Monism is the position that mind and body are not physiologically and ontologically distinct kinds of entities. This view was first advocated in Western Philosophy by Parmenides in the 5th Century BC and was later espoused by the 17th Century rationalist Baruch Spinoza. According to Spinoza's dual-aspect theory, mind and body are two aspects of an underlying reality which he variously described as "Nature" or "God".

Jose M.R. Delgado writes, "Aristotelian thought has permeated most Occidental philosophical system until modern times, and the classification of man's function as vegetative, sensitive, and rational is still useful. In present popular usage, soul and mind are not clearly differentiated and some people, more or less consciously, still feel that the soul, and perhaps the mind, may enter or leave the body as independent entities."
Various religious traditions have contributed unique perspectives on the nature of mind. In many traditions, especially mystical traditions, overcoming the ego is considered a worthy spiritual goal.
Judaism teaches that "moach shalit al halev", the mind rules the heart. Humans can approach the Divine intellectually, through learning and behaving according to the Divine Will as enclothed in the Torah, and use that deep logical understanding to elicit and guide emotional arousal during prayer. Christianity has tended to see the mind as distinct from the soul (Greek nous) and sometimes further distinguished from the spirit. Western esoteric traditions sometimes refer to a mental body that exists on a plane other than the physical.
Hinduism's various philosophical schools have debated whether the human soul (Sanskrit atman) is distinct from, or identical to, Brahman, the divine reality.
Buddhism posits that there is actually no distinct thing as a human being, who merely consists of five aggregates, or skandhas. According to Buddhist philosopher Dharmakirti, mind is defined as "that which is clarity and cognizes"—where 'clarity' refers to the formless nature of the mind and 'cognizes' to the function of mind, namely that every mind must cognize an object.The Indian philosopher-sage Sri Aurobindo attempted to unite the Eastern and Western psychological traditions with his integral psychology, as have many philosophers and New religious movements.
Taoism sees the human being as contiguous with natural forces, and the mind as not separate from the body.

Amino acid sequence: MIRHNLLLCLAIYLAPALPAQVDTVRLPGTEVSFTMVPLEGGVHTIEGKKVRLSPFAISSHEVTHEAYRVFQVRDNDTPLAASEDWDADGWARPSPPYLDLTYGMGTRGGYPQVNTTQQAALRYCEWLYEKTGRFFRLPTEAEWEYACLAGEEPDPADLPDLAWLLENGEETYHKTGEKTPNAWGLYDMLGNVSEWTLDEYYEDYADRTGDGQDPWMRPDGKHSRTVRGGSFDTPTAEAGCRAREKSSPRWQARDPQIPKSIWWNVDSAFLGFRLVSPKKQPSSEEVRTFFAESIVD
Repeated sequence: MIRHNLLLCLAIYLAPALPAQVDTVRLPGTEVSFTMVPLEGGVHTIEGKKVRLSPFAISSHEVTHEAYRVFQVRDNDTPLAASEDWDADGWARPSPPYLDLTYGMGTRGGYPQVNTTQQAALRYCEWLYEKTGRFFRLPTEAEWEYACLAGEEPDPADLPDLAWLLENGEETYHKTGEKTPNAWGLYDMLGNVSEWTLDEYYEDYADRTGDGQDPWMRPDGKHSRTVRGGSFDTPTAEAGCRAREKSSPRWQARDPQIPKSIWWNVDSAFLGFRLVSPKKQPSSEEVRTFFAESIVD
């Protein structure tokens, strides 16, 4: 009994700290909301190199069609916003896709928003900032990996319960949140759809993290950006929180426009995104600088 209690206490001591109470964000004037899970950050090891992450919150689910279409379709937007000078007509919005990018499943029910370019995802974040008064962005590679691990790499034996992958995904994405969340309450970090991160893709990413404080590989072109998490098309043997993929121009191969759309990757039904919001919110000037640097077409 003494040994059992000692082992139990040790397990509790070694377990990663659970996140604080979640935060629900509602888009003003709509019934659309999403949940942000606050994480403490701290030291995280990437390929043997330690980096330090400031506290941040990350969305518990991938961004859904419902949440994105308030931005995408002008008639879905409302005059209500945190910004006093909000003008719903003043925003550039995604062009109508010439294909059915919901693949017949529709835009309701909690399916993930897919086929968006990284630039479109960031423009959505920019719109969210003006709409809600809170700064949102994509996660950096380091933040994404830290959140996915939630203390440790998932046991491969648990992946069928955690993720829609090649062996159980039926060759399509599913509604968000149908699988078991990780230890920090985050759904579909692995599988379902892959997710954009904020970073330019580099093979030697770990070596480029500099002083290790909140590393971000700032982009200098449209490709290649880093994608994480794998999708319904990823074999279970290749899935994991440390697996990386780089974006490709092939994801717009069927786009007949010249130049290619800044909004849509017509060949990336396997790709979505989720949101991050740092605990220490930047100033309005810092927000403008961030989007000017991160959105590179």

Confucianism sees the mind, like the body, as inherently perfectible.
In Islam, 'mind' and 'soul' do not equate. Our souls combine the decision making ability of the mind along with the almost independent to body’s attribution of spirituality /corruption to it, For example here is the Quranic Verse “
“Allah takes the souls at the time of their death, and those that die not during their sleep; then He withholds those on whom He has passed the decree of death and sends the others back till an appointed term; most surely there are signs in this for a people who reflect.”
There is a hadith reported by Abd Allah ibn Mas'ud(RA), in which it is stated that the soul is put into the human embryo 40 days after fertilization takes place. This  hadith is supported by some other hadiths narrated by Sahih al-Bukhari and Sahih Al Muslim.
The hadith is as follows: "Verily the creation of every one of you is brought together in the mother's womb as a drop of semen for forty days, then it becomes a clot for the same period, then it becomes a blob of flesh for the same period. Then the angel will be sent unto it to blow into it a SPIRIT, and the angel is ordered (to carry out) with four instructions, to write down its livelihood, the span of life, its deeds, and whether it is wretched or fortunate."
According to the Quran, Ruh (Soul) is a command from Allah (God).
"They put questions to you concerning the Spirit. Say the Spirit is at my Lord's command.and of knowledge only a meager part has been imparted to you." (Qur'an 17:85)

Imam-i Rabbani Shaykh Ahmad Sirhindi(rah)’s explanation:
“Brother! They {the sufis} have divided the contingent domain into three divisions: the
Spiritual World [<alam-I arwa:h], the Imaginal World [<alam-I mitha:l] and the
Corporeous World [<alam-I ajsa:d]. They have said that the Imaginal World is the
barzakh between the Spiritual World and the Imaginal World. They have also said that the  Imaginal World is like the mirror of the meanings [ma<a:ni:] and realities [h*aqa:>iq] of  both of these two worlds. It means that the meanings and the realities of the Spiritual  World and the Corporeous World appears in the Imaginal World in the subtle form --- as  there are many forms and figures [hi:>at] appropriate [munasib] for all the forms and  realities. That Imaginal World, by its essential nature, never contain forms, figures [hi:>at]  or shapes [ashka:l]. Forms or shapes [suwar wa ashka:l] are reflected therein from other  Worlds, and find manifestation. It is analogous to the mirror --- the mirror, in its essential  nature, never contains a form. The forms that are there come from the outside.
When you will be able to understand it, you will understand the following: Before its
attachment to the body [jasad], the spirit used to be in the Spiritual World. That is above
the Imaginal World. After its attachment to the body, when the spirit descends, it comes
down [furud= descent] to the Corporeous World due to its connection of love [be <alaqat
h*ubbi:]. It {the spirit} has nothing to do with the Imaginal World; neither before its
attachment to the body nor after its attachment to the body. Except that sometimes, when
the Exalted Lord has provided him with the opportunity, he sees [mut*a:l<ah] some his
own states in the mirror of that Imaginal World and learns what is good and what is bad
about those states. [husn wa qabih-i ahwal] So this is the interpretation for {unveiled}
events [wa:qi<a:t; Fazlur Rahman translates as mystic visions] and dreams [muna:ma:t].
Many a time, he {the sufi} can sense this meaning even without any sense perception
[h*iss]. After separation from the body, if the spirit is of high-mentality then it looks
towards the above. On the other hand, if it {the spirit} is of low-mentality then lower
realm captivates it. However, {in both cases} it has nothing to do with the Imaginal